When first reading the assignment that we were to find 3-4 blogs to follow, my initial reaction was – hey, this will be fun and simple. Easier said than done. Maybe I am overcomplicating it, and maybe I could just go for your everyday cats- and gadgetblogs, but my concern was that these blogs will follow us down the line of our studies. Also, they might not. But to be on the safe side, I wanted to follow some blogs that are highly relevant to the course – and also seemed interesting.

Because normally when I search for information, I might find one or two interesting blogposts that match perfectly with my request at the time. But on an everyday basis the blogs are no good. I can mention the fact that some of the highly praised blogs shared by the Digital Forensics Association has not been updated for many years – many has also simply been abandoned. Some of the blogs are also way too technical to give me any relevant information this early in the degree, and although most of it makes sense – for me to take inspiration from it would just end up rendering into plagiarism.

But after searching the web wide and long, I found myself some really nice blogs. They are relevant, reliable, trustworthy and – to some degree entertaining. But most important – they are updated frequently. My choices are as follows:

1) NSM – The Norwegian National Security Authority

URL: http://nsm.stat.no/blogg/

How can one be a computer security specialist in Norway and NOT follow this blog? It is the highest organ of computer security in Norway – that we know about and that actually has an open blog. The posts are quite informative, written in a good style and are updated regularly. There is a variety of writers with a very solid background in the topics they are posting. It was renewed the summer of 2014, and the new design is user friendly, intuitive and allows for commenting through the Disqus-system.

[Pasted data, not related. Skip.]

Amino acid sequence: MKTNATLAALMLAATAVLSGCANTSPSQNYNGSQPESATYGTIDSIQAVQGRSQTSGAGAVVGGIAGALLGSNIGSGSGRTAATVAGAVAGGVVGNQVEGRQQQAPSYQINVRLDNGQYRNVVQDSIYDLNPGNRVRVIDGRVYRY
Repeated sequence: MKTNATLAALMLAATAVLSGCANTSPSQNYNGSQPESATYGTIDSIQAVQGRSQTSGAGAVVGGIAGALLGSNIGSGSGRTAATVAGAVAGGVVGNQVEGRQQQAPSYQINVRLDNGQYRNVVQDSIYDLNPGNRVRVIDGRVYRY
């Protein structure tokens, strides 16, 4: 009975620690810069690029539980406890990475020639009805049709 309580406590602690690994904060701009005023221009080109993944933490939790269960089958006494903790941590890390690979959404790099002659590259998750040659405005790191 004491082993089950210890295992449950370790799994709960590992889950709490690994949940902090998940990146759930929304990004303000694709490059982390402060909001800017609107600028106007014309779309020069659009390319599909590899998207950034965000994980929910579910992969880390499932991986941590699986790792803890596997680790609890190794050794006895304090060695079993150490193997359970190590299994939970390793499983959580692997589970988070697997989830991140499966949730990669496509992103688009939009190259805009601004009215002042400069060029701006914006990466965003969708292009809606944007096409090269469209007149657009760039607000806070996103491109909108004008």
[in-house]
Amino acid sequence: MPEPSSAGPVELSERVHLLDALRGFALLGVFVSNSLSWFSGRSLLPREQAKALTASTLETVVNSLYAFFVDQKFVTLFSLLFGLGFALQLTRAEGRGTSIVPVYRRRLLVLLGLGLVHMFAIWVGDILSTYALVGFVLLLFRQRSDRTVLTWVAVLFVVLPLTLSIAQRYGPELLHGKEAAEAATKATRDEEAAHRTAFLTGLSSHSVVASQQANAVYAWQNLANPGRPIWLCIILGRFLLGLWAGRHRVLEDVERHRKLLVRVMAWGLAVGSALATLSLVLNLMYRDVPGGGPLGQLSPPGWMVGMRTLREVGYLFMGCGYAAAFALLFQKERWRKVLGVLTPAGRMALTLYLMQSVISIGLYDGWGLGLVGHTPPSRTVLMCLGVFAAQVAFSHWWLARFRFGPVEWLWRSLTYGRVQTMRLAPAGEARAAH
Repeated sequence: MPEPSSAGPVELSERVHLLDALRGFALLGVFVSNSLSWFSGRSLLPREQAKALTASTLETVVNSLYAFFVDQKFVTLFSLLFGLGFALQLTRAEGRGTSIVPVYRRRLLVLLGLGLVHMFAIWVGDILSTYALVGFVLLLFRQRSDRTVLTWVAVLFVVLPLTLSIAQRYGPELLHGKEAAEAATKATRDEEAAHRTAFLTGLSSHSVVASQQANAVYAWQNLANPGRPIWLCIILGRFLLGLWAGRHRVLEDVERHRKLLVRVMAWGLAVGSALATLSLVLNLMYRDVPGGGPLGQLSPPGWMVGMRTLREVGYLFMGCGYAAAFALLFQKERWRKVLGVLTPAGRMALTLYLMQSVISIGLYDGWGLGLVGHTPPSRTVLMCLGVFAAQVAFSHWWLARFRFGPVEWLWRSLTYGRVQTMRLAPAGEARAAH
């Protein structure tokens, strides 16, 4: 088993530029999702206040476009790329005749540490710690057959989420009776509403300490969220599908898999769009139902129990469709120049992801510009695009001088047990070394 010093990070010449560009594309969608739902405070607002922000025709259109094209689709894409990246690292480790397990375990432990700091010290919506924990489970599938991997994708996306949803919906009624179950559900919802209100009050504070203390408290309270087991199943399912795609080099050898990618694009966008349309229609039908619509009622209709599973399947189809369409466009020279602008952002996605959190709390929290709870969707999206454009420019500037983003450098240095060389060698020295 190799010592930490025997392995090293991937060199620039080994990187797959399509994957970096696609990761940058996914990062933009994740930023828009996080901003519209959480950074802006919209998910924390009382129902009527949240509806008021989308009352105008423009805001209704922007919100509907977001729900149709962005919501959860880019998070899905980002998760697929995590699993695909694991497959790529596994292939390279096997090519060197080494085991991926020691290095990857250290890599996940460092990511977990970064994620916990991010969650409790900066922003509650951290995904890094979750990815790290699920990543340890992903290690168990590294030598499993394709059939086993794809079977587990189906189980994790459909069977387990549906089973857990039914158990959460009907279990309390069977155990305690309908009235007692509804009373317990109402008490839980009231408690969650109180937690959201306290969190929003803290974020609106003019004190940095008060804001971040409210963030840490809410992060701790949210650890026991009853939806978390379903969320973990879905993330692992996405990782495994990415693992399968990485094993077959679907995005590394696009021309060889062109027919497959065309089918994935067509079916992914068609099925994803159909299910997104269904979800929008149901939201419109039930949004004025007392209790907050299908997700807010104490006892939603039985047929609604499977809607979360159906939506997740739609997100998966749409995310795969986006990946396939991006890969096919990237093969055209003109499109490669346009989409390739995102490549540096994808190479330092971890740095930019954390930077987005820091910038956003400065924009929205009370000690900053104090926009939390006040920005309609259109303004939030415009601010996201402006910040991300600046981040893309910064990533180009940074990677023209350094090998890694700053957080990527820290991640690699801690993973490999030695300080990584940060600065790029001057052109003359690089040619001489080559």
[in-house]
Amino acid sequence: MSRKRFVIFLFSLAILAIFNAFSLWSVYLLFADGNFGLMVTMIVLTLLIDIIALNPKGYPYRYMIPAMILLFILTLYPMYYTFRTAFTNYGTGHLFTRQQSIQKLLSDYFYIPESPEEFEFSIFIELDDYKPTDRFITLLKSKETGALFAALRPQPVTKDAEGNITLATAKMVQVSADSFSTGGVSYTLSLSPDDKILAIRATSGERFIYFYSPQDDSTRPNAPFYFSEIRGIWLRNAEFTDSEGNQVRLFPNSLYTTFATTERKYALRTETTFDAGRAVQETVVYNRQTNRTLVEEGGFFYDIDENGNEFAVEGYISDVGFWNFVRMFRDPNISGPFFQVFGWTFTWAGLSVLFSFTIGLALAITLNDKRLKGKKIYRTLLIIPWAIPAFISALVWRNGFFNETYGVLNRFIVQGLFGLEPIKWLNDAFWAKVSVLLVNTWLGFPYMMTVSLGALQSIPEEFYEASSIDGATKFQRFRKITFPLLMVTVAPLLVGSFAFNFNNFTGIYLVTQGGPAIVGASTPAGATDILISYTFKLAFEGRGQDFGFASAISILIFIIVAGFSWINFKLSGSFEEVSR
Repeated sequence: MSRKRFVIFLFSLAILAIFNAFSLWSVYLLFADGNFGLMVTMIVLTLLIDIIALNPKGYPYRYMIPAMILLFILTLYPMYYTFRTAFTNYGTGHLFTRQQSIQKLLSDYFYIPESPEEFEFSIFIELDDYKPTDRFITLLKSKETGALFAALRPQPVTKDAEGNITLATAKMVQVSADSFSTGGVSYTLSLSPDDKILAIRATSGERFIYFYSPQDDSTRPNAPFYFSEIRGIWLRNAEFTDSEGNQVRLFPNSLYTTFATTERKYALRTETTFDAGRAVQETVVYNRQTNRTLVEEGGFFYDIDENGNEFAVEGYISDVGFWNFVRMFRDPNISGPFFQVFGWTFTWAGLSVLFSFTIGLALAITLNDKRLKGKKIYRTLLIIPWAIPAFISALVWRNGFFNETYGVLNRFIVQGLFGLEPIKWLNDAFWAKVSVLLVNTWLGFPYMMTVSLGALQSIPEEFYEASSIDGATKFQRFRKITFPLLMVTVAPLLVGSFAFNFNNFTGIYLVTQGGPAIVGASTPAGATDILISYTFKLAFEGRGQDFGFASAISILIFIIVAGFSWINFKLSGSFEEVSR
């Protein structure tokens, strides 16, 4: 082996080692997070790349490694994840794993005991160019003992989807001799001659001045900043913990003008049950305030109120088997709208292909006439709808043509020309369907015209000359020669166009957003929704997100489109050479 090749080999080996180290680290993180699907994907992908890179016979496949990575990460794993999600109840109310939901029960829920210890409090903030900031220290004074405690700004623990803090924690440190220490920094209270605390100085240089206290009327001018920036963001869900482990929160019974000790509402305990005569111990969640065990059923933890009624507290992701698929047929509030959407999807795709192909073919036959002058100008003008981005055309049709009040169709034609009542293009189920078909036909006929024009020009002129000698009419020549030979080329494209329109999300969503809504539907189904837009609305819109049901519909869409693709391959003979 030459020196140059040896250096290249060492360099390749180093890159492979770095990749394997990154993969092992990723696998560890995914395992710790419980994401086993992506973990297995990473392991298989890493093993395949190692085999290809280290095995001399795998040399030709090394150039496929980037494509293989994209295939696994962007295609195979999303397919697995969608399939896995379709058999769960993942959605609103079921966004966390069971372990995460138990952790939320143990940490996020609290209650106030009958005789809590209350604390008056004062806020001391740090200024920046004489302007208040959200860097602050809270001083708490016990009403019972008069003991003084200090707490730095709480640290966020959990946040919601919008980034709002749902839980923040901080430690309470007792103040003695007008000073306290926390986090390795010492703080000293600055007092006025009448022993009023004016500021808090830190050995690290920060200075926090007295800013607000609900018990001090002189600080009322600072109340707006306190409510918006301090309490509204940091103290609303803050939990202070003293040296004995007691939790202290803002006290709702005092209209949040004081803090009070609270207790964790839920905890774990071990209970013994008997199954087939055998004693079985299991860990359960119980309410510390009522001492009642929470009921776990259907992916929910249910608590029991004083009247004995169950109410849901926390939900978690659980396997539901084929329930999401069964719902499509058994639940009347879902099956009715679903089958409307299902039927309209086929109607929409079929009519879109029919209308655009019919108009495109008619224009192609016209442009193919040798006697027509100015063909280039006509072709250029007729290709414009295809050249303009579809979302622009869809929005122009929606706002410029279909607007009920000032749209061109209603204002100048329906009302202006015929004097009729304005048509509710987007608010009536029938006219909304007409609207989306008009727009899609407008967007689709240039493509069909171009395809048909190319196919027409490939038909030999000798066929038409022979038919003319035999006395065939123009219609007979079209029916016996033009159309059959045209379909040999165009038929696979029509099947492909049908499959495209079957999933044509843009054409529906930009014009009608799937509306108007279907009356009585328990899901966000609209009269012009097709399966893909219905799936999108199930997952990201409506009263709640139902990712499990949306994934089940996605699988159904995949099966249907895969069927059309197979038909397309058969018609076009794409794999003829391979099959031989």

2) SANS DFIR – Digital Forensics and Incident Response

URL: https://digital-forensics.sans.org/blog

The SANS Institute is an internationally acclaimed institute for digital security and forensics training. Its based in the U.S. and is responsible for training more than 120,000 security specialists in both private and public sector. Their range of expertise covers a vast area of topics, and luckily for us do they not only bring news, tips and other useful resources – they also keep several well-organized blogs. My choice amongst their blog-smorgasbord is the Computer Forensics blog.

3) KrebsOnSecurity – Security blog

URL: http://krebsonsecurity.com/

This is the blog of former Washington Post security journalist Brian Krebs. His background is not really in digital forensics og computer security, but after being hacked in 2001 – he became very interested in the field. This makes for a little different blog, being able to see the interesting point of view for both professionals and for those with only a slight interest in the subject of security.

4) PC Magazine – Security Watch

URL: http://securitywatch.pcmag.com/

PC Magazine is, well, a magazine for computers and everything digital. It is not a blog per se, but more of a general news site – and Security Watch is a frequently updated and commercial portion of the site. It gives great insight in popular topics, as well as publishing articles with in-depth knowledge of the field of cyber security.

5) AccessData Blog (BONUS)

URL: http://accessdata.com/blog

I was not sure if I wanted to add this blog onto the list, mainly for two reasons; one being that there is no dates on the posts and I have no idea of the frequency for posting, the other being that this is a blog in connection with a commercial product. That being said, the posts that are there seem very relevant. Also, AccessData is the company that brings us the Forensic ToolKit, which is the preferred software we will be using throughout our degree.